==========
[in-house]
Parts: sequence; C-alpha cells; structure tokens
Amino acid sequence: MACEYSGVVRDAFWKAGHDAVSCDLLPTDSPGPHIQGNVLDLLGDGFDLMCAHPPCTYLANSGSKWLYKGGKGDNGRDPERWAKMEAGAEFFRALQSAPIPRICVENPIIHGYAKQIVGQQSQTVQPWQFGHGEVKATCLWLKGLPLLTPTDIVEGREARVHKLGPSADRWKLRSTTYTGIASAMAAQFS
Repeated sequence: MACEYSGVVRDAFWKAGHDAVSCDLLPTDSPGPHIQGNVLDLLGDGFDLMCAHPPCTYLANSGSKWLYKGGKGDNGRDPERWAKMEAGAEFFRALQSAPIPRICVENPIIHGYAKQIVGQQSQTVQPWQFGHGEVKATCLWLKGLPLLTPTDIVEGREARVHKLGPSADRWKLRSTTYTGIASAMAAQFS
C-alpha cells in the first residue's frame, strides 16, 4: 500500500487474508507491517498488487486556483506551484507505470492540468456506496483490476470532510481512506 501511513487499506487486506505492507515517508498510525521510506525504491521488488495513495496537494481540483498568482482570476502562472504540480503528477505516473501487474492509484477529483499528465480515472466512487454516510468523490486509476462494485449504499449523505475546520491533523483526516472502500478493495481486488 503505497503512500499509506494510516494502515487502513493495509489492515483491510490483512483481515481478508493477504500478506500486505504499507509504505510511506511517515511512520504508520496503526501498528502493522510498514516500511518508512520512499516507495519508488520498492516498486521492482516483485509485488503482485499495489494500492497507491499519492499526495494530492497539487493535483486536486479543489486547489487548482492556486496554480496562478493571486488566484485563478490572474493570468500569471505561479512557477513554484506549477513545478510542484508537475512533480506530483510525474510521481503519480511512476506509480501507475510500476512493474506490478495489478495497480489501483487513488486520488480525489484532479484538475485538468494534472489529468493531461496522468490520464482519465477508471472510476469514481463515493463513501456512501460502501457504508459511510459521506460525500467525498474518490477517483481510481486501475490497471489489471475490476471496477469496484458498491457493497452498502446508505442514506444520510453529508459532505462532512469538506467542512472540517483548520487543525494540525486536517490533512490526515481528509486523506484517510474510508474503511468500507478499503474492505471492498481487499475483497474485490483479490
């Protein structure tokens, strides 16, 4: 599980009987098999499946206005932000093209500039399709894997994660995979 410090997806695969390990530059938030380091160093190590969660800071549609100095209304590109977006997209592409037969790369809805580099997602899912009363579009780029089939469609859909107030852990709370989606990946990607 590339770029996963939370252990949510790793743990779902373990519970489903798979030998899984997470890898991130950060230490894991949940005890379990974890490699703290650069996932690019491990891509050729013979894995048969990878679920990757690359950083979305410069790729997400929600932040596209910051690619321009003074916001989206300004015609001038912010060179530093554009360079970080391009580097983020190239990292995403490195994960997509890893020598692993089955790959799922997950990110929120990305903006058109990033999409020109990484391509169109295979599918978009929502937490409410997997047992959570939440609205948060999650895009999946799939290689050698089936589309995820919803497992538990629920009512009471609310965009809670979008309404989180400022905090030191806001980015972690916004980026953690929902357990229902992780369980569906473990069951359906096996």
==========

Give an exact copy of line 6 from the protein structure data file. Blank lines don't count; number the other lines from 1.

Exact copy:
């Protein structure tokens, strides 16, 4: 599980009987098999499946206005932000093209500039399709894997994660995979 410090997806695969390990530059938030380091160093190590969660800071549609100095209304590109977006997209592409037969790369809805580099997602899912009363579009780029089939469609859909107030852990709370989606990946990607 590339770029996963939370252990949510790793743990779902373990519970489903798979030998899984997470890898991130950060230490894991949940005890379990974890490699703290650069996932690019491990891509050729013979894995048969990878679920990757690359950083979305410069790729997400929600932040596209910051690619321009003074916001989206300004015609001038912010060179530093554009360079970080391009580097983020190239990292995403490195994960997509890893020598692993089955790959799922997950990110929120990305903006058109990033999409020109990484391509169109295979599918978009929502937490409410997997047992959570939440609205948060999650895009999946799939290689050698089936589309995820919803497992538990629920009512009471609310965009809670979008309404989180400022905090030191806001980015972690916004980026953690929902357990229902992780369980569906473990069951359906096996």